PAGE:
If Schools Cared Less About Ofsted And More About Teachers’ Opinions We’d Be Better Off
Snapshot judgements are nothing compared to the opinions of those you work with daily
I am becoming increasingly convinced that any form of judgement in education is a waste of time, energy and quite often, emotions.
It’s been some time since I’ve judged teachers’ lessons and I think the value of observations has increased as a result. It took a while. At first there remained a hardcore group of teachers who demanded to know what ‘grade’ I would have given their lesson – if I was still in the business of handing out stickers. But in time, everyone gradually listened to what I was saying, joined in the conversation and had a go at trying things that might make a difference.
Often we only learn to appreciate what we’ve got once it’s gone. In a similar way, there are times that we can’t see the foolishness of what we’re doing until we eventually stop doing it – binge drinking, smoking, paying by cheque and, yes, grading lessons. Not being able to remember your evening is not a sign that you had a good time; you don’t look cool hacking up part of your lung after running for the bus; you can’t pretend you have more money because it takes seven days for the money to clear; and you are not an outstanding teacher because one lesson went very well.
A wealth of information about the quality of your teaching opens up when we stop grading lessons. More importantly, time is on your side. Your sense of pride is not hanging on a 60-minute observation. It is forged in the messy day-by-day struggle of trying to educate and support children in an increasingly complex world. And, as an observer, I can join you in that struggle and talk to you about what’s going well and what can be done differently.
After time passes we can stand, shoulder to shoulder, and say ‘Job well done…what’s next?’ You won’t need a badge because you’ll have my respect, the respect of others and a huge dollop of self-respect to keep you going when things get tougher.
Because that too is key. Things change. How often is your ‘best lesson ever’ followed by a total nightmare, where everything goes wrong? Without ridiculous rubber stamps flying around all over the place, we can all have terrible days, and then move on without feeling we’ve lost our professional respect. We can respond. We can ask for help. We can show our vulnerable side and become stronger for it.
This is not only the case for teachers, it is true of entire schools. How many have chased an Ofsted judgement? How many development plans have fixated on what three inspectors decided after less than 48 hours in the building? I don’t know the official number, but I’m willing to suggest it’s far too many. Not because the inspectors have identified something valid (though that can happen) but because the school wants to show willing so they can move one notch up the flagpole.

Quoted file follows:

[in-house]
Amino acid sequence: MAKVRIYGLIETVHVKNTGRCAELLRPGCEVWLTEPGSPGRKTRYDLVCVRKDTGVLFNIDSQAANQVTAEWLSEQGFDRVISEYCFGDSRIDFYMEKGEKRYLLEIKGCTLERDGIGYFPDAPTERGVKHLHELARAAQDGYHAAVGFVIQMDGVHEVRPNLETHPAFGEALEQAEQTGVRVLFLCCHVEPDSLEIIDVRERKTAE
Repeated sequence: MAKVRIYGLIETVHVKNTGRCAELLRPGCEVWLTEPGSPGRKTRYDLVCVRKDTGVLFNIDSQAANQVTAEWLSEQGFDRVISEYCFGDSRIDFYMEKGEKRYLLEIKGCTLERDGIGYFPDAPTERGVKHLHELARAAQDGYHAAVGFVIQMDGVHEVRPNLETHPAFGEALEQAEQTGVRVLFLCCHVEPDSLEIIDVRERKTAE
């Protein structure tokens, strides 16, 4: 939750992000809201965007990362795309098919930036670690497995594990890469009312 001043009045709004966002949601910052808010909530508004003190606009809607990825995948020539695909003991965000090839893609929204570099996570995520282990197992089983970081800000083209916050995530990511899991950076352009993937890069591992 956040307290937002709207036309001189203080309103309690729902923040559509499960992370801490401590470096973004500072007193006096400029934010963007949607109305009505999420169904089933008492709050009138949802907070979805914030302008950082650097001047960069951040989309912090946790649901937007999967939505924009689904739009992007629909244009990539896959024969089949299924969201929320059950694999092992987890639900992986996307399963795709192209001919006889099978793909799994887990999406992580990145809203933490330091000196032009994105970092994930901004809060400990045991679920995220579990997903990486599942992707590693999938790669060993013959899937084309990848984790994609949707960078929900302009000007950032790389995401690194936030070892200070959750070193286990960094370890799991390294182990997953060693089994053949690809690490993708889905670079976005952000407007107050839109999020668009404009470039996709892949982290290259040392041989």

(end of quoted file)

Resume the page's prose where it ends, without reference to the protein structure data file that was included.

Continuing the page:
And why? What does it actually prove? Please bear in mind that I have been the head of an RI school. I know the pressures that brings; constantly having to prove you’ve made an impact, lest the hounds of hell be released. I’ve also been awarded good with outstanding. But again, what does that really mean? In my world, not a lot.
Because schools are always changing. A ringing endorsement from Ofsted, although a perfectly good reason for a shindig, is not a lifetime guarantee. The idea that once you’ve got ‘good’ everything will be peachy is as much a fantasy as a teacher in my school believing themselves to be outstanding because I liked one of their lessons.
An Ofsted judgement can be damaging if it is incorrect – or the only thing a school values. Judgement chasers take their eye off the needs of those people around them and fixate on creating an acceptable version of their school for someone who doesn’t know it.
The only judgement that matters comes from those that inhabit your school every day. If they believe you can focus on what’s right, react to a situation sensibly and care about the job you do, they’ll follow you every step of the way – whatever journey you’re taking them on. This is true of leaders and teachers. Just make sure you don’t get tricked into believing your own hype.
The Primary Head is the moniker of a headteacher currently working in a UK primary school. Follow him on Twitter: @theprimaryhead